How We Plan to Reduce Our Grocery Budget

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How We Plan to Reduce Our Grocery Budget

As I mentioned yesterday in my review of Slash Your Grocery Bill, my husband and I want to focus on lowering our grocery budget while still eating healthy.  We want to do this because we’d like to have more money for travel–to visit his family in Japan and my family in Michigan.  As our relatives are getting older (and so are we!), we want to travel more, especially while the kids are with us under one roof.  (I can’t believe Bookworm will be 18 in just 2.5 years!)  Here’s how we plan to reduce our grocery budget.

How Much Should We Spend on Groceries

I love to use the USDA Cost of Food at Home report to learn how much the rest of the country is spending on groceries.  According to this guide, if we followed the thrifty plan each week, our grocery expenses should be $194.  If we follow the low cost plan, our expenses should be $255.80.

Our Food Intolerances Affect The Grocery Budget

We have quite a few food intolerances in our family, which affect the amount we spend on groceries.  Currently, none of us eat gluten or dairy.  In addition, I can’t eat corn or sunflower oil (which is in so many processed foods!).

We also choose to mostly buy organic produce.  (We buy conventional avocados, oranges, grapefruit, clementines, and broccoli.  Otherwise, we buy organic produce.)  We also buy 100% grass-fed beef and try to buy a 1/4 side of beef direct from the farmer when we can.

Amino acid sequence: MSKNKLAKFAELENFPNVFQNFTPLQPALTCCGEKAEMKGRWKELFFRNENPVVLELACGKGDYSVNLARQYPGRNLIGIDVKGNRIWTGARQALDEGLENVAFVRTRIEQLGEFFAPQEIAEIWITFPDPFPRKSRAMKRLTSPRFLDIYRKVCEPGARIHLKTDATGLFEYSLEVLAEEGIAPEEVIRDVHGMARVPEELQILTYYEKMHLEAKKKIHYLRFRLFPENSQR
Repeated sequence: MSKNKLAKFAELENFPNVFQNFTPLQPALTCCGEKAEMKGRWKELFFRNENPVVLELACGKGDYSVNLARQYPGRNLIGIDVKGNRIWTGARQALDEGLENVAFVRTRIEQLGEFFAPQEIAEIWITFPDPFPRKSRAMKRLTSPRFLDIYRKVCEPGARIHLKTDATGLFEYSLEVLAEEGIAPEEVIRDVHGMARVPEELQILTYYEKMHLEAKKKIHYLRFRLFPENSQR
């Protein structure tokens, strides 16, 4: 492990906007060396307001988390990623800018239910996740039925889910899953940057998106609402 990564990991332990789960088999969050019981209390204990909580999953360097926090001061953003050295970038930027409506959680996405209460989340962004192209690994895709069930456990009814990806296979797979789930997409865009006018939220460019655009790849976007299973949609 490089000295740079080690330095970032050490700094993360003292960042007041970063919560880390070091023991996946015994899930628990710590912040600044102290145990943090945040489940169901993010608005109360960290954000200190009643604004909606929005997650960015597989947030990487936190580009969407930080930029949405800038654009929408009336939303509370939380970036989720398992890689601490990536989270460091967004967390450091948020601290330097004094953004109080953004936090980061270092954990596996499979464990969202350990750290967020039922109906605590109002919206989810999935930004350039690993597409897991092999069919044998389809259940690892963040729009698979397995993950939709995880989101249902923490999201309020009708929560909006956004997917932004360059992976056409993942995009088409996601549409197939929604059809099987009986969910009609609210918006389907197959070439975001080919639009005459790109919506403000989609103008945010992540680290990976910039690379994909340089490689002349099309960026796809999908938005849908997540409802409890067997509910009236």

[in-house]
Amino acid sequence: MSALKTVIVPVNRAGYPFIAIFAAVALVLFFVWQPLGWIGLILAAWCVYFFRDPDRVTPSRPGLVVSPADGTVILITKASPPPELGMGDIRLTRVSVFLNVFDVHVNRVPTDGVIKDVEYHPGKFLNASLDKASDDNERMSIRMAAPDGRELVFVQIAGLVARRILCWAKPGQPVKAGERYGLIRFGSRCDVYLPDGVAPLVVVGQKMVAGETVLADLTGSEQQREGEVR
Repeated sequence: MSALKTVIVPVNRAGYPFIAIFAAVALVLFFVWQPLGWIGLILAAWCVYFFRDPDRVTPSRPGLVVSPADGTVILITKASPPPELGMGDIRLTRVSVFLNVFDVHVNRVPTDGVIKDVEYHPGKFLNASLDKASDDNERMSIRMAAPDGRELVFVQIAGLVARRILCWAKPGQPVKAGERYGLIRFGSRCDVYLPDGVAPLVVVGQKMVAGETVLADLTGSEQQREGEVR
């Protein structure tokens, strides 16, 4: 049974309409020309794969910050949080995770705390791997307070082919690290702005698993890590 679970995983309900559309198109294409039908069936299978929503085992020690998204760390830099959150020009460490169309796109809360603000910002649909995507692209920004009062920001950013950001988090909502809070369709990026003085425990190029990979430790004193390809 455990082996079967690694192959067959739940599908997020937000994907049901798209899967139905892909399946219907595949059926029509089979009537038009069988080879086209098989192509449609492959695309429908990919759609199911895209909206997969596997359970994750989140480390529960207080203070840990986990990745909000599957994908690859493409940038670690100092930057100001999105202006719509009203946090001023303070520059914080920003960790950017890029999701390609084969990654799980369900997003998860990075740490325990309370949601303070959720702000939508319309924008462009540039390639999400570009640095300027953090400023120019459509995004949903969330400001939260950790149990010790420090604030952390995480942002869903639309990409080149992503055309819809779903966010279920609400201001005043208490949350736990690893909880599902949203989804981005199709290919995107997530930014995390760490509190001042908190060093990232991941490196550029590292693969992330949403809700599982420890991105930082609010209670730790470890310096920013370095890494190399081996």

How Much We’re Actually Spending on Groceries

Thanks to YNAB (You Need a Budget), my favorite budgeting software, I can quickly see that we’ve spent $9,859.21 on groceries this year.  This averages out to $229.28 per week, which puts us firmly in between the frugal and low-cost food plans from the USDA.

Graph of Our Current Grocery Spending

How We Plan to Reduce Our Grocery Budget

Here are the 11 ways I plan to reduce our grocery budget.  If you have suggestions, I’d love to hear them in the comments!

Create a Recipe Book

I don’t own cookbooks anymore.  I find all of my recipes on the web.  I cook the same recipe a few times, then I take a break from it, and then I forget about it or can’t find it again.  Or worse yet, the blog or website that hosted the recipe closes down and the recipe is lost forever!

I plan to combat that by creating my own recipe book.  I don’t have a lot of time to do this, but each week I plan to add 1 to 3 recipes to my homemade recipe book.

Create a Price Book

In general, I know what the good deal price is for most of the foods that we buy.  However, I don’t know how often the prices go on sale because I haven’t really been keeping track.  So, I’m going to create a price book primarily so I can monitor and become aware of the sales cycles for the items we buy most often.  Then I don’t have to overbuy when something is at a rock bottom price.

Buy Dried Beans Instead of Canned

I used to cook dry beans all the time, but I’ve gotten lazy (or too busy!), and now I exclusively use canned beans.  I’m going to change that by buying dried beans and cooking up a large batch and sticking them in the freezer in smaller batches.  This will give me the convenience of canned beans without the higher price.

Have Two Vegetarian Meals a Week